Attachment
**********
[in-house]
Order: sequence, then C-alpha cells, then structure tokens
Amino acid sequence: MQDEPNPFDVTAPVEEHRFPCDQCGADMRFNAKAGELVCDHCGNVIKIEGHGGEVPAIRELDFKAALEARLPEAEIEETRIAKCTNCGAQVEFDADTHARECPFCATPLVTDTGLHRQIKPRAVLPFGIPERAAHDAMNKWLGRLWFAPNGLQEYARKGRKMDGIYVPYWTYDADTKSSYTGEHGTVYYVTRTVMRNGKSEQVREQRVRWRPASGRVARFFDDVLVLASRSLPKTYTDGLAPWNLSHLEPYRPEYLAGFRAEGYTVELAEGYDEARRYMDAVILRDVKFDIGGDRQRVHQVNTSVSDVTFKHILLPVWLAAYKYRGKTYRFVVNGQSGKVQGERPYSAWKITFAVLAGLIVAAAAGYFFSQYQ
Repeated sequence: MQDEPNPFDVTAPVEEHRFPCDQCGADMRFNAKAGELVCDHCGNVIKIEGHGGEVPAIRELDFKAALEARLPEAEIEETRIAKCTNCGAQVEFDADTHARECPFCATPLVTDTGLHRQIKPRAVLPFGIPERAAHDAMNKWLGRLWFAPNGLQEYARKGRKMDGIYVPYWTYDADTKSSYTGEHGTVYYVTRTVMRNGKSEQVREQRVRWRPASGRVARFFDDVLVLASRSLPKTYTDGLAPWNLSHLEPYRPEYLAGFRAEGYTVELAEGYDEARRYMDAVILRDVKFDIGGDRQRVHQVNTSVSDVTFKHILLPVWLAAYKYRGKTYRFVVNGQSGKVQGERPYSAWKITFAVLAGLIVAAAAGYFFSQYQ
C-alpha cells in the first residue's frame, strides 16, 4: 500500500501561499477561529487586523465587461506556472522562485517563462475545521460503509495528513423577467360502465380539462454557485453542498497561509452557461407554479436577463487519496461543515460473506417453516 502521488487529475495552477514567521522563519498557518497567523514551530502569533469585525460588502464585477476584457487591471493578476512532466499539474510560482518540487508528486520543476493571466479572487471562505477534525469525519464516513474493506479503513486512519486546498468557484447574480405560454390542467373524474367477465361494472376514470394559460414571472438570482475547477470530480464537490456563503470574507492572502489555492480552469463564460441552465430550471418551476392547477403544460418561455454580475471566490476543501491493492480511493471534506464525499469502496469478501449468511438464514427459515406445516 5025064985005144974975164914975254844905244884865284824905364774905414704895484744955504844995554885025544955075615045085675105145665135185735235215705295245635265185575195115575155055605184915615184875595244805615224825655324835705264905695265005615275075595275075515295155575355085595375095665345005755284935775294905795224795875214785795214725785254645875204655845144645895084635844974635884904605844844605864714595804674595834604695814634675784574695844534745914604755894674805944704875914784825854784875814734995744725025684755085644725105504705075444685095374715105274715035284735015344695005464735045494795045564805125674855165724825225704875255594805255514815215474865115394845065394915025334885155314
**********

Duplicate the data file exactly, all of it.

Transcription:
[in-house]
Order: sequence, then C-alpha cells, then structure tokens
Amino acid sequence: MQDEPNPFDVTAPVEEHRFPCDQCGADMRFNAKAGELVCDHCGNVIKIEGHGGEVPAIRELDFKAALEARLPEAEIEETRIAKCTNCGAQVEFDADTHARECPFCATPLVTDTGLHRQIKPRAVLPFGIPERAAHDAMNKWLGRLWFAPNGLQEYARKGRKMDGIYVPYWTYDADTKSSYTGEHGTVYYVTRTVMRNGKSEQVREQRVRWRPASGRVARFFDDVLVLASRSLPKTYTDGLAPWNLSHLEPYRPEYLAGFRAEGYTVELAEGYDEARRYMDAVILRDVKFDIGGDRQRVHQVNTSVSDVTFKHILLPVWLAAYKYRGKTYRFVVNGQSGKVQGERPYSAWKITFAVLAGLIVAAAAGYFFSQYQ
Repeated sequence: MQDEPNPFDVTAPVEEHRFPCDQCGADMRFNAKAGELVCDHCGNVIKIEGHGGEVPAIRELDFKAALEARLPEAEIEETRIAKCTNCGAQVEFDADTHARECPFCATPLVTDTGLHRQIKPRAVLPFGIPERAAHDAMNKWLGRLWFAPNGLQEYARKGRKMDGIYVPYWTYDADTKSSYTGEHGTVYYVTRTVMRNGKSEQVREQRVRWRPASGRVARFFDDVLVLASRSLPKTYTDGLAPWNLSHLEPYRPEYLAGFRAEGYTVELAEGYDEARRYMDAVILRDVKFDIGGDRQRVHQVNTSVSDVTFKHILLPVWLAAYKYRGKTYRFVVNGQSGKVQGERPYSAWKITFAVLAGLIVAAAAGYFFSQYQ
C-alpha cells in the first residue's frame, strides 16, 4: 500500500501561499477561529487586523465587461506556472522562485517563462475545521460503509495528513423577467360502465380539462454557485453542498497561509452557461407554479436577463487519496461543515460473506417453516 502521488487529475495552477514567521522563519498557518497567523514551530502569533469585525460588502464585477476584457487591471493578476512532466499539474510560482518540487508528486520543476493571466479572487471562505477534525469525519464516513474493506479503513486512519486546498468557484447574480405560454390542467373524474367477465361494472376514470394559460414571472438570482475547477470530480464537490456563503470574507492572502489555492480552469463564460441552465430550471418551476392547477403544460418561455454580475471566490476543501491493492480511493471534506464525499469502496469478501449468511438464514427459515406445516 5025064985005144974975164914975254844905244884865284824905364774905414704895484744955504844995554885025544955075615045085675105145665135185735235215705295245635265185575195115575155055605184915615184875595244805615224825655324835705264905695265005615275075595275075515295155575355085595375095665345005755284935775294905795224795875214785795214725785254645875204655845144645895084635844974635884904605844844605864714595804674595834604695814634675784574695844534745914604755894674805944704875914784825854784875814734995744725025684755085644725105504705075444685095374715105274715035284735015344695005464735045494795045564805125674855165724825225704875255594805255514815215474865115394845065394915025334885155314